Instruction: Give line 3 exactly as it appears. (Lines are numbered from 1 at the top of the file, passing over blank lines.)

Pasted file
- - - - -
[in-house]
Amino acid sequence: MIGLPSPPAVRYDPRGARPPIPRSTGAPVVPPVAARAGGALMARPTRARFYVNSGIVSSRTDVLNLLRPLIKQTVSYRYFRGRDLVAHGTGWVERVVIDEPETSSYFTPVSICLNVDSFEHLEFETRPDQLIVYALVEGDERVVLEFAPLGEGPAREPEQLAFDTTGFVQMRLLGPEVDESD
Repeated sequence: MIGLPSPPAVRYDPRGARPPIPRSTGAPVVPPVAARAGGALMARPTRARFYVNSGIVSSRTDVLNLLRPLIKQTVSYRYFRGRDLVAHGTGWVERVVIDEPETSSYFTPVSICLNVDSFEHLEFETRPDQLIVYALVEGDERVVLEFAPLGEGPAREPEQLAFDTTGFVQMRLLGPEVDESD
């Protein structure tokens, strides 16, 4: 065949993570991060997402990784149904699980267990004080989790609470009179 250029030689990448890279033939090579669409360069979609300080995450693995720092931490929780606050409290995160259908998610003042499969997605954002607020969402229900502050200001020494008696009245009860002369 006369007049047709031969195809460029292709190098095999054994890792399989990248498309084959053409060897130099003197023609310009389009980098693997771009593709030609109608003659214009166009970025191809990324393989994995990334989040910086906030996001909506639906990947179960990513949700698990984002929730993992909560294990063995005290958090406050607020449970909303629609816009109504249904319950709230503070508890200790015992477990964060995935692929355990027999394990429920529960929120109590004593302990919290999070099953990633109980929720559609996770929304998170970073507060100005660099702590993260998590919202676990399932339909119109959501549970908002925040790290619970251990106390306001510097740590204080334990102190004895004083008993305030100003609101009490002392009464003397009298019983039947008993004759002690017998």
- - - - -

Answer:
Repeated sequence: MIGLPSPPAVRYDPRGARPPIPRSTGAPVVPPVAARAGGALMARPTRARFYVNSGIVSSRTDVLNLLRPLIKQTVSYRYFRGRDLVAHGTGWVERVVIDEPETSSYFTPVSICLNVDSFEHLEFETRPDQLIVYALVEGDERVVLEFAPLGEGPAREPEQLAFDTTGFVQMRLLGPEVDESD